Over at The History Reader today, Marilyn in Manhattan author Elizabeth Winder writes about Marilyn’s friendship with Truman Capote, and how she inspired his 1958 novella, Breakfast at Tiffany’s. (Marilyn was one of several muses for his heroine, Holly Golightly; more details here.)
“Where Truman shrank from his backwoods pedigree, Marilyn wore hers like a badge. She was rightly proud of overcoming her obstacles- the foster homes, the orphanage, the abuse that began as a child and continued into her starlet years. And when Truman longed to be ‘terribly rich’ Marilyn ‘just wanted to be wonderful.’
She was wonderful, and Truman knew it. Between dancing and lunching and knocking back cocktails, he spent most of that summer glued to his typewriter clanging out a novella. The inspiration—a black frocked girl with a ‘soap and lemon cleanness,’ a curvy mouth, upturned nose and saucer eyes of green-flecked blue. Her tussled hair cut like a boy’s, dyed in ‘ragbag’ shades of light with ‘tawny streaks’ and ‘strands of albino-blond and yellow.’
She scamped around the city in sunglasses and slips, full of nerves and insomnia and a stamped-out past. She drank bourbon to fight off the ‘mean reds,’ she believed in self-improvement, she read horoscopes and Hemingway and William Somerset Maughn. She was Holly Golightly—Truman’s love letter to hope, New York City, and Marilyn Monroe.”
The actress and singer, Lola Albright, has died in Toluca Lake, California aged 92, according to the Hollywood Reporter.
Lola Jean Albright was born in Ohio in 1924. Her parents were gospel singers, and she became an accomplished pianist. After performing on the radio in Cleveland, she moved to Hollywood and worked as a model. In 1949, she won her first important film role opposite Kirk Douglas in Champion.
Albright was director John Huston’s initial choice to play Angela Phinlay, the young mistress of a crooked businessman, in his 1950 heist movie, The Asphalt Jungle. However, the part ultimately went to another blonde. Some have suggested that Albright thought the role was too minor, or that she wanted a higher salary. Others claimed that MGM’s Lucille Ryman campaigned on behalf of her latest protégée, Marilyn Monroe. Huston later said that Marilyn got the job ‘because she was damned good.’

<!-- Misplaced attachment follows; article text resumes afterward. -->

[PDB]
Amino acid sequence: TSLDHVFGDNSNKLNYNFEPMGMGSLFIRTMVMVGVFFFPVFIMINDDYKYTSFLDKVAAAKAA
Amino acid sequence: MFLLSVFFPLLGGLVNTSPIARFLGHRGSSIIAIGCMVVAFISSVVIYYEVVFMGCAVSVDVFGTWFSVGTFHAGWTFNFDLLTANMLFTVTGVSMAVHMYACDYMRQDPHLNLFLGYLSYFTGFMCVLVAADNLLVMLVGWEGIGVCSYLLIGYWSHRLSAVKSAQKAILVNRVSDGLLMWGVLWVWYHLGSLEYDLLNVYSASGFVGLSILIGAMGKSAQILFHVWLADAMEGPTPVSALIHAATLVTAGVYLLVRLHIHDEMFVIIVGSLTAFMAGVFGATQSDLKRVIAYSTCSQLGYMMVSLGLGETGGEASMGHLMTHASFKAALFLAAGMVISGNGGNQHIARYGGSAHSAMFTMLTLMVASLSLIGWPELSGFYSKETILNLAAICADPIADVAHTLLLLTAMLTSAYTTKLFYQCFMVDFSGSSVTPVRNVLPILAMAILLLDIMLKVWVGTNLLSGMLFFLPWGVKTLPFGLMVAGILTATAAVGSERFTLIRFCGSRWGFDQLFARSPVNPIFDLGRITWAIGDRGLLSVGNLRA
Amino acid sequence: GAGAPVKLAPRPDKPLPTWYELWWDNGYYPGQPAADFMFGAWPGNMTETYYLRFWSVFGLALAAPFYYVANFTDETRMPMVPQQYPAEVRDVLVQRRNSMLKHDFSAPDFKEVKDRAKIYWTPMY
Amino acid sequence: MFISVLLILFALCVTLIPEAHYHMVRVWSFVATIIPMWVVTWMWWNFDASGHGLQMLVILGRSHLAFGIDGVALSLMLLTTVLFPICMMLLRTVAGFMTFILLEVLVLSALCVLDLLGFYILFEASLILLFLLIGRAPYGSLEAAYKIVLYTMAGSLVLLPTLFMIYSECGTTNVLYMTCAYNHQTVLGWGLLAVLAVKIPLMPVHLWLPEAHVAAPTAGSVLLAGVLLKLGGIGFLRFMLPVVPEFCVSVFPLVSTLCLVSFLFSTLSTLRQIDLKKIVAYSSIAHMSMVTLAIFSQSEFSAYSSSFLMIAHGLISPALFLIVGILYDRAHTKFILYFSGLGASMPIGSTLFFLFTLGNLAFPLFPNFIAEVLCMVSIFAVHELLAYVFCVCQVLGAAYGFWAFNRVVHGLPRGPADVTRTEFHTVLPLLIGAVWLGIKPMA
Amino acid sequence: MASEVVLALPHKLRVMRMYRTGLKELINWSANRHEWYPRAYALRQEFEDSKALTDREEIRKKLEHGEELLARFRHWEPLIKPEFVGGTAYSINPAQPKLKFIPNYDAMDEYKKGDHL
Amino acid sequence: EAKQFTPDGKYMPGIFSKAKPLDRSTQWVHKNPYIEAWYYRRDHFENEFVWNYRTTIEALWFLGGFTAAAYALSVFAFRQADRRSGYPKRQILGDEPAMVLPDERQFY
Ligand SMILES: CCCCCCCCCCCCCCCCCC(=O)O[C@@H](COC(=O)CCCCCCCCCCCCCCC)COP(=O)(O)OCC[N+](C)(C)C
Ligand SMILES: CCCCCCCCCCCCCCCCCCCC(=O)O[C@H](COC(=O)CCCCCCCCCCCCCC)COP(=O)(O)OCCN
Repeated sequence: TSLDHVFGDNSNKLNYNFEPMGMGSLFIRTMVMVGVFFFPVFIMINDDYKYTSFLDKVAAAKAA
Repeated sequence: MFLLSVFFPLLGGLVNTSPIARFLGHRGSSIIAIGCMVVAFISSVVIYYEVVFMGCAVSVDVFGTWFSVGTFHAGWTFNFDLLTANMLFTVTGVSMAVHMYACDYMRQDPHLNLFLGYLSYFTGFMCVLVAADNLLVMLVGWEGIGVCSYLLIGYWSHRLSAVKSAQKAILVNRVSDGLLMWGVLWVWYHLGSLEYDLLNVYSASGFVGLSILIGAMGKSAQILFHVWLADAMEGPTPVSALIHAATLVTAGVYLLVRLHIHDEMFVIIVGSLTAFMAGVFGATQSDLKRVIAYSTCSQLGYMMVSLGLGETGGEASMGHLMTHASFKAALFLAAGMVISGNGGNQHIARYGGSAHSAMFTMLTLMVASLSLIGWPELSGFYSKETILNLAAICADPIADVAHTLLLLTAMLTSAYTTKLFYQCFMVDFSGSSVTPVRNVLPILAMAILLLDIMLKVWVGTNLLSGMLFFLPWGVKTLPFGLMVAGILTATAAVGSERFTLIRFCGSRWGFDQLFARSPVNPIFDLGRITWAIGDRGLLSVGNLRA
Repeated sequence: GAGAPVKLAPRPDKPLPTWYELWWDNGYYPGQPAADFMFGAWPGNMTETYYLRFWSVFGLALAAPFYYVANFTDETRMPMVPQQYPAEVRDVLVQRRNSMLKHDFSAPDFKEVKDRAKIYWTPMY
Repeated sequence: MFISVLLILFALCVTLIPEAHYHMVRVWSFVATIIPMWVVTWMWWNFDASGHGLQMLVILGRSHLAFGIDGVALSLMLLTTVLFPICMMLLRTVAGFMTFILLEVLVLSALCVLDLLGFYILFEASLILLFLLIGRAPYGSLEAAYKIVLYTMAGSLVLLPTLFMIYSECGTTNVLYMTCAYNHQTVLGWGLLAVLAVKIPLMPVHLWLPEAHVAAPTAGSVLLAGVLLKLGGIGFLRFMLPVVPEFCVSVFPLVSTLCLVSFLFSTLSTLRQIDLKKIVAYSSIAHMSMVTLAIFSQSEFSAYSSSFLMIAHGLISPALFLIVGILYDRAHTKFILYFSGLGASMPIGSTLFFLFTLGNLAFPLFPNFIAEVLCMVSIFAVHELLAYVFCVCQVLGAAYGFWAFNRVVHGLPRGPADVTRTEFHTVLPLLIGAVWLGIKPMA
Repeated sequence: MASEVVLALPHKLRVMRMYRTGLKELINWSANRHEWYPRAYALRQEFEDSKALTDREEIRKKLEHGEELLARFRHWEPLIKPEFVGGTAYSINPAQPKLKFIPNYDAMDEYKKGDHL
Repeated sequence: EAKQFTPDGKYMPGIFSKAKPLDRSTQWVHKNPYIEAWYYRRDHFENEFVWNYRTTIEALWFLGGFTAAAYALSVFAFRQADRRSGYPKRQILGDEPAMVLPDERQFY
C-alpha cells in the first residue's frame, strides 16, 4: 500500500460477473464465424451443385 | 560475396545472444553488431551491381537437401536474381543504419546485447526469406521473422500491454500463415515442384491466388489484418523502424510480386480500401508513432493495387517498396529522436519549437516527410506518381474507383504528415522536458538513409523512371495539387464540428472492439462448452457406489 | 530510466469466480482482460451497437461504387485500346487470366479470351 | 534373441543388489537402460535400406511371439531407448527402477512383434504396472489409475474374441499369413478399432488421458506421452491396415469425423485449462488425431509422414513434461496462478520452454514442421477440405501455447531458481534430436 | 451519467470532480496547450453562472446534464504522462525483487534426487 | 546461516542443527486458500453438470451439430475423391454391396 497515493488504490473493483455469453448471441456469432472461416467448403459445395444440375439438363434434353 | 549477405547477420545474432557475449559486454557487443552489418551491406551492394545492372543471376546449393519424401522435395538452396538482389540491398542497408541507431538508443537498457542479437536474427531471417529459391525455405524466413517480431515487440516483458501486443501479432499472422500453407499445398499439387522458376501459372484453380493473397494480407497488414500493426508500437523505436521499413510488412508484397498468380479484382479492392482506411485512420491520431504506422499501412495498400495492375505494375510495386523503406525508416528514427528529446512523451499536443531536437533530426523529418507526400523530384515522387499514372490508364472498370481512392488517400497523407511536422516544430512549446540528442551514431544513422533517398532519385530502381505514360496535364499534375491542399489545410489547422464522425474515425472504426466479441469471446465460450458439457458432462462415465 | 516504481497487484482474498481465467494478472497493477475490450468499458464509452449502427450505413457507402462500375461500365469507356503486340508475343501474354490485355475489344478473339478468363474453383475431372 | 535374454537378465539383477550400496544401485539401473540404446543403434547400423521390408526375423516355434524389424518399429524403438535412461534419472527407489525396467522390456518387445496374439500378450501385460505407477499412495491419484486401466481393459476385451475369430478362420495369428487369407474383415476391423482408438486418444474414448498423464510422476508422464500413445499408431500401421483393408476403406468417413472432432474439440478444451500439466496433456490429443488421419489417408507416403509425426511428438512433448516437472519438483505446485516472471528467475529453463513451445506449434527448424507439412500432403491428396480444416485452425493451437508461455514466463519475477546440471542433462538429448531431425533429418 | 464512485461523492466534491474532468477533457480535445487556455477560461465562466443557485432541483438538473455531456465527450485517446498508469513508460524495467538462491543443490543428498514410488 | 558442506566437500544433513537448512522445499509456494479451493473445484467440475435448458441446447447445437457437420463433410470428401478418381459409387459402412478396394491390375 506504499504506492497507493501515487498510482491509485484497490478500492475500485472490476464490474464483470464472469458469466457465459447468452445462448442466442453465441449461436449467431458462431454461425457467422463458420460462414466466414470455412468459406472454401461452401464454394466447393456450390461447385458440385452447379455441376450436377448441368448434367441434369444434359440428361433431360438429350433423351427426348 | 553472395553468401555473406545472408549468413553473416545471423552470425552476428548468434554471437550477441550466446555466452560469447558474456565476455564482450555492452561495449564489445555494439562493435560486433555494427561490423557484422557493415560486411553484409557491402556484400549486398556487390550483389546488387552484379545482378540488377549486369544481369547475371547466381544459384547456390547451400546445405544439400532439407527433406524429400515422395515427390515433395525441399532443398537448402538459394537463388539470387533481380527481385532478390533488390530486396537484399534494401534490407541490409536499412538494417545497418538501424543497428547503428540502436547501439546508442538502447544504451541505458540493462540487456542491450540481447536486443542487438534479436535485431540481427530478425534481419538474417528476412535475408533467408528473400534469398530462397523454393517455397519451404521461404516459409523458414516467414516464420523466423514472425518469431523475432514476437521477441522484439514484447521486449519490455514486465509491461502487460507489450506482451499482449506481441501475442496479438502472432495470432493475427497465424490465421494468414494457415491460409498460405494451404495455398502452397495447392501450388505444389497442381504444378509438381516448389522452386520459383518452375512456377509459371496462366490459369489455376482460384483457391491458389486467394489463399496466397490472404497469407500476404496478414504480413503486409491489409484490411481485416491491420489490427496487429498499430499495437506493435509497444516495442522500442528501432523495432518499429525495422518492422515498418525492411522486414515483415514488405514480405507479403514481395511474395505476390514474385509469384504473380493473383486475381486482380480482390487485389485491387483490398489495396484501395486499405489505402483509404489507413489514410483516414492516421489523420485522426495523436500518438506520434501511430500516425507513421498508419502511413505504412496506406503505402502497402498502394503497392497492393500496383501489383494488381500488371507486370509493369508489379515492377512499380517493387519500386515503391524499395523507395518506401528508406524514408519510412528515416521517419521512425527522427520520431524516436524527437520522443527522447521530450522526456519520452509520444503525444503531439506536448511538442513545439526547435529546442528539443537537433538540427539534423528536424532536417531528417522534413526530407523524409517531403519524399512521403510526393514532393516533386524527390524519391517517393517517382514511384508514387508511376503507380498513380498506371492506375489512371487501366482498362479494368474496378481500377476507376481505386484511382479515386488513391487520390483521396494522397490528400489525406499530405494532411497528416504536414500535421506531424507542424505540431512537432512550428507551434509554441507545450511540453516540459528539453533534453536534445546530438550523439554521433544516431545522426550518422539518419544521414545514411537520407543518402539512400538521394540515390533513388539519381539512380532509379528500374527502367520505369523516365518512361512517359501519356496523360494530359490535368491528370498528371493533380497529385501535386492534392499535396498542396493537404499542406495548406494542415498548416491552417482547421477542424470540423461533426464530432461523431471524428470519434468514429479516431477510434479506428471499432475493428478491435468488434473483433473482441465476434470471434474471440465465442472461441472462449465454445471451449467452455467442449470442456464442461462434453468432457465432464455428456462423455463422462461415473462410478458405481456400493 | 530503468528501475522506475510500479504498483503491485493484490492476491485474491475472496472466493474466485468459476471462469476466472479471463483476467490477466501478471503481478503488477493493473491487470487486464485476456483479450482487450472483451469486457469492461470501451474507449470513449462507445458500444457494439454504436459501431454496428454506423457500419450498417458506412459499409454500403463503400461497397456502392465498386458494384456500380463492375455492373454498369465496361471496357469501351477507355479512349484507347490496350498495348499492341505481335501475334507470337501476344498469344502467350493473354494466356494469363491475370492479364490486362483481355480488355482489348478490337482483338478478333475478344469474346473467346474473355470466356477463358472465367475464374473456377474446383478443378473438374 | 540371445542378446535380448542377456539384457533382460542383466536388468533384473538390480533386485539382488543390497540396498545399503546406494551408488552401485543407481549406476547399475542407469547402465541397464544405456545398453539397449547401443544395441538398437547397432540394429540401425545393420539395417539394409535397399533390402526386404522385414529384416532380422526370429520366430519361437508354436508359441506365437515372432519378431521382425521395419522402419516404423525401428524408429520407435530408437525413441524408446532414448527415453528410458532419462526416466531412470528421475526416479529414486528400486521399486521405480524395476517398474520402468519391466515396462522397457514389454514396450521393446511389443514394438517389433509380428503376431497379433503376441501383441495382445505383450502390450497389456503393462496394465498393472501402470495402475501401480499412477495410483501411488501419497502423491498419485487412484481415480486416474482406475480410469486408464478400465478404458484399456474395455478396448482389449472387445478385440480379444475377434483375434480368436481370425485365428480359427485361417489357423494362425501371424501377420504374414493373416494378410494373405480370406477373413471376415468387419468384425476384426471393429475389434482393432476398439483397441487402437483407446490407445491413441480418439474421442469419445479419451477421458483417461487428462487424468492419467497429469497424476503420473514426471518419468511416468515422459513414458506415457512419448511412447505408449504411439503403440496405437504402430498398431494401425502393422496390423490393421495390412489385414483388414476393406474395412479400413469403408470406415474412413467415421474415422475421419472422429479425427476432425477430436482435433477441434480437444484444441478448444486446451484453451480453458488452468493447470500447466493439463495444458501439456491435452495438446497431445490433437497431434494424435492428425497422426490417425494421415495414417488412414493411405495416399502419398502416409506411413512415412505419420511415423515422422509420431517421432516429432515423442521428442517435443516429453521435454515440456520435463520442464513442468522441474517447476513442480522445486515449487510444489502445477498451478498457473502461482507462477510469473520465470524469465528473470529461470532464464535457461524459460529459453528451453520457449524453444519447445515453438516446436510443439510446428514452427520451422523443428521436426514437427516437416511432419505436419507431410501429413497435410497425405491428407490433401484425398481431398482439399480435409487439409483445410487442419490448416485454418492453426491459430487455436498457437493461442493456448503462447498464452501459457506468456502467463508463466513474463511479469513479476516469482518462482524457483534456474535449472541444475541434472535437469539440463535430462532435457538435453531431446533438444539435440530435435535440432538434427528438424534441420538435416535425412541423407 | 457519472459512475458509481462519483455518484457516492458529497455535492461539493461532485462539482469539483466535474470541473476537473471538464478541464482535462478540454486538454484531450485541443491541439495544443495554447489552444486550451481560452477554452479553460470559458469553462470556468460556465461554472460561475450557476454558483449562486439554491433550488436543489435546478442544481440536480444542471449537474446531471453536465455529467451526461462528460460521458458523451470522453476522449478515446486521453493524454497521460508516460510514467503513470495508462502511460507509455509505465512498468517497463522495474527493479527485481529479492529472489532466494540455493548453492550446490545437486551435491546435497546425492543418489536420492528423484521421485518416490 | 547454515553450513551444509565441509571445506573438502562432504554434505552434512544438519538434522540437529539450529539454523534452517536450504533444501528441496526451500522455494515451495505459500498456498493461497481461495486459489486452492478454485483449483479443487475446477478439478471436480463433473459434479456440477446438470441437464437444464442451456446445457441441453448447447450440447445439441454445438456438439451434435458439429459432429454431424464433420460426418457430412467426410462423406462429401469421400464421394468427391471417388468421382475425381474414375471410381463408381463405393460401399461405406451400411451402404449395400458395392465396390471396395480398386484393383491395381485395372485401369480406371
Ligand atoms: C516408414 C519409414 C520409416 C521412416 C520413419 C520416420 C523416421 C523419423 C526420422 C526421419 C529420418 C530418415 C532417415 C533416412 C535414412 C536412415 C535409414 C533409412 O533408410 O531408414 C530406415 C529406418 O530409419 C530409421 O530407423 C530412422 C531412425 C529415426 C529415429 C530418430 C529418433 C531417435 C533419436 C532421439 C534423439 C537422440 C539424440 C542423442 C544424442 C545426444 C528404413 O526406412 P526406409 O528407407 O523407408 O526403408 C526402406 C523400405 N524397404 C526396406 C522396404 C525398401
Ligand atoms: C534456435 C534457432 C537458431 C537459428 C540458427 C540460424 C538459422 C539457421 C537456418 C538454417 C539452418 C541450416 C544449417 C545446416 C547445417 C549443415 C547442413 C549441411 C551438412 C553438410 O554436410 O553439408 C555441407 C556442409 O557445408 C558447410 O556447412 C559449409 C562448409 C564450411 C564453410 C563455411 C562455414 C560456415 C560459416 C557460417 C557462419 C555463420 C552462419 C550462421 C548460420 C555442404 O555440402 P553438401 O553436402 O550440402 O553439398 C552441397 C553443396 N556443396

In 1952, Albright married actor Jack Carson, whom had been her co-star in Tulsa (1949.) She worked with Frank Sinatra in The Tender Trap (1955), and began to make her mark on television. In 1958, she secured her best-known role, as nightclub singer Edie Hart in the popular detective series, Peter Gunn. She was signed up by Columbia Records, and recorded two albums with Henry Mancini’s orchestra. In 1961 she married Bill Chadney, who played piano on the show.
She continued working in both television and movies, starring in A Cold Wind in August (1961), and playing love interest to Elvis Presley in Kid Galahad (1962.) In 1964, she appeared with Jane Fonda and Alain Delon in Rene Clement’s Joy House. A year later, she replaced an ailing Dorothy Malone for fourteen episodes of the TV soap opera, Peyton Place. Albright was named Best Actress at the Berlin Film Festival for her role in Lord Love a Duck (1966.) She was reunited with Kirk Douglas in The Way West (1967), and played David Niven’s wife in The Impossible Years (1968.)
Her penultimate movie role was in the 1968 Doris Day comedy, Where Were You When the Lights Went Out? Albright would make frequent cameo appearances on television until her retirement in 1984. In later years, she enjoyed single life and caring for her pets, and never missed the spotlight.
If you’re in Durham, North Carolina tomorrow night, don’t miss out on a comedy bonanza at the Carolina Theatre, featuring Marilyn’s two films with director Billy Wilder: Some Like It Hot, and The Seven Year Itch.
The former home of Johnny Hyde, Marilyn’s agent and lover, was recently featured on the website of realtor Joyce Rey, prior to being snapped up (for $21K per month) by a lucky tenant on March 10. Marilyn often stayed there during their two-year relationship, which lasted from early 1949 until Hyde’s death in late 1950. Marilyn was heartbroken by the death of her greatest champion, who secured important roles and a contract with Twentieth Century Fox for the young actress. She was photographed by Earl Leaf at 718 North Palm Drive (off Sunset Boulevard) just months before Hyde passed away.
For Irish house-hunters, here’s something completely different: a €185,000 house in the Dublin suburb of Clondalkin, decorated throughout with Marilyn memorabilia by its owner, a diehard Marilyn fan. The property has been viewed online by over 200,000 people since going viral on St Patrick’s Day, reports the Irish Independent.
Thanks to Michelle at Immortal Marilyn